The winding road home
I live in Hana, the little Maui town protected from civilization by 56 one-lane bridges and 617 curves on a road that inspired the T-shirt slogan, “I Survived the Hana Highway”.
To the 2,000 or so of us who live along the lane-and-a-half-wide asphalt strip that clings to the heart-stopping cliffs of East Maui, our beloved highway both defines us as a group of adventurous souls and saves our town from becoming like everywhere else.
It’s not that Hana hasn’t been discovered one of my neighbors is Oprah Winfrey, who owns land here. Every year, a million vacationers in 325,000 cars drive the 52 twisting miles from Kahului to Hana, many of them swearing “never again”.
Locals like me learn to love that road. Almost everything we need to keep our houses, cars and bodies in running order is at the other end of the highway.
That’s a good thing: It means it isn’t here, cluttering up our rolling green pastures, chopping down our dripping rain forests and polluting our rich offshore fishing grounds.
Driving the highway all the time takes resilience to cope with landslides that block it, courage to pass house-size boulders that sometimes fall on it, and plenty of aloha spirit to endure the nose-to-tail tourist traffic that clogs it.
About once every 10 days, I “go to town.” I leave Hana at 6:30 a.m., to avoid meeting daily gasoline and propane delivery trucks on blind curves. I take along a shovel and tow rope, a checklist of chores and a hankering for a good lunch in a restaurant other than the pair we’ve got here.
Leaning into the first curve, I roll down my windows. There’s no radio signal, so I list to a CD, then dictate a thought into my little tape recorder. Inevitably, I soon switch off human noises to savor the passing symphony of tropical bird trills, clicking bamboo branches, rainwater rushing down a stream, the muted roar of the ocean hundreds of feet below my right tires.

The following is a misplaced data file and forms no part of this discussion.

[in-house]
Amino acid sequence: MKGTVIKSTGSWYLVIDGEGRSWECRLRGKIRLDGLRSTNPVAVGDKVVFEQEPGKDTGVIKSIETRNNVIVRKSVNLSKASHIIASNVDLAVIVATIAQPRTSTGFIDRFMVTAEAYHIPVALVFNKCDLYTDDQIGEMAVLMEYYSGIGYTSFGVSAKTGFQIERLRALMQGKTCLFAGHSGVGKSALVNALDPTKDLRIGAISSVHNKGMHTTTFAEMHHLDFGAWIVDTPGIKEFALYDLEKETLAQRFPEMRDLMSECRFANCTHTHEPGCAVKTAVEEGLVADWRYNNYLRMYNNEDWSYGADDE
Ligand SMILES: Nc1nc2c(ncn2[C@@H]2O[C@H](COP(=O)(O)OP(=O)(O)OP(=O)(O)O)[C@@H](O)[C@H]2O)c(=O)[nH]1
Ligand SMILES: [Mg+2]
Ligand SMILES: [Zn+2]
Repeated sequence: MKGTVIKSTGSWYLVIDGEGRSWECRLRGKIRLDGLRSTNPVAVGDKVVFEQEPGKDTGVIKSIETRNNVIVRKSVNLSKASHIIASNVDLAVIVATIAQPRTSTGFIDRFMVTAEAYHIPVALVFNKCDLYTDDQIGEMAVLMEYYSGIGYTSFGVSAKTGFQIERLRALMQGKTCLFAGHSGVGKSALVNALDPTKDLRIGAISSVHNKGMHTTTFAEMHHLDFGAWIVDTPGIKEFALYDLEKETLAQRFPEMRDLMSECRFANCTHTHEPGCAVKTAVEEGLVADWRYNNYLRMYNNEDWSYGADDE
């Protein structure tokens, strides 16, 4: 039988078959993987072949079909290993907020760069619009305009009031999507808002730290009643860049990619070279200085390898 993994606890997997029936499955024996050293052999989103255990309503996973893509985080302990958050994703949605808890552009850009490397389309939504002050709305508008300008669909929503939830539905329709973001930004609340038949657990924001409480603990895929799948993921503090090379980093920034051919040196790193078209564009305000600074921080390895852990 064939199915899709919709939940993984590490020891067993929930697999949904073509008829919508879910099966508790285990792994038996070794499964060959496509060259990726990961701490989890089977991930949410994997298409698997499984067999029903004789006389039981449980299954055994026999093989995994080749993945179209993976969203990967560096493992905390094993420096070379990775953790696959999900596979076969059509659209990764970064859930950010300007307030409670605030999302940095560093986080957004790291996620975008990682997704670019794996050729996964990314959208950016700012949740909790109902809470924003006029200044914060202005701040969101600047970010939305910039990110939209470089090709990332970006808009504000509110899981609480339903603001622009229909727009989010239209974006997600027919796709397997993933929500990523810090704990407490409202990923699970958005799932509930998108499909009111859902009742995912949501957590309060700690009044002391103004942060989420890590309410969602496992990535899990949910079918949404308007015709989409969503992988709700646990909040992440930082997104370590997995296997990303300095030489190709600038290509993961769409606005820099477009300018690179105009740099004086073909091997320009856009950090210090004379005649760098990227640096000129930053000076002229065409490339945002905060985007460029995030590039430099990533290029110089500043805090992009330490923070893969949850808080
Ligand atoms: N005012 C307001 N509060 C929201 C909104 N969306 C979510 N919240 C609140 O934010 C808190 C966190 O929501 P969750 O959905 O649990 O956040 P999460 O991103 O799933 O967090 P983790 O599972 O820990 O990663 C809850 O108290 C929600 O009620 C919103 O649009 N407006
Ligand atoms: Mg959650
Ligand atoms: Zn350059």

Going to and from Hana isn’t about getting here or there, it’s about traversing a wilderness landscape not yet plowed up or paved over for the sake of progress. Only the road’s too-narrow, shoulder-wrenching anachronism protects our fields of ginger blossoms, towering forests of eucalyptus and life-sustaining watershed.
Finally, I swing out of the last turn onto the wide, perfectly engineered straightaway leading to the traffic lights and shopping centers of Kahului. For the next 10 hours I race around, filling huge travel coolers at Safeway and Costco, keeping a dental appointment, getting the truck fixed and making an unscheduled stop at Starbuck’s for a double-shot vanilla latte.
After filling up on $3.18 gas instead of Hana’s $3.89 regular, I make sure my supplies are securely tied down, so they won’t rattle on the return trip. I call home to say I’m on the way.
At the first set of curves, I breathe a sigh of relief to be heading away from too much noise, too many people. Hana folks crave black night skies lit only by stars, silences broken only by bellowing bulls and the constant awareness that we are surrounded by the scents and sounds of the natural world.
Tourists who drive the road are often disappointed when they arrive in Hana: “Is this all there is?” Those who live here never say that. For us, it’s more than enough.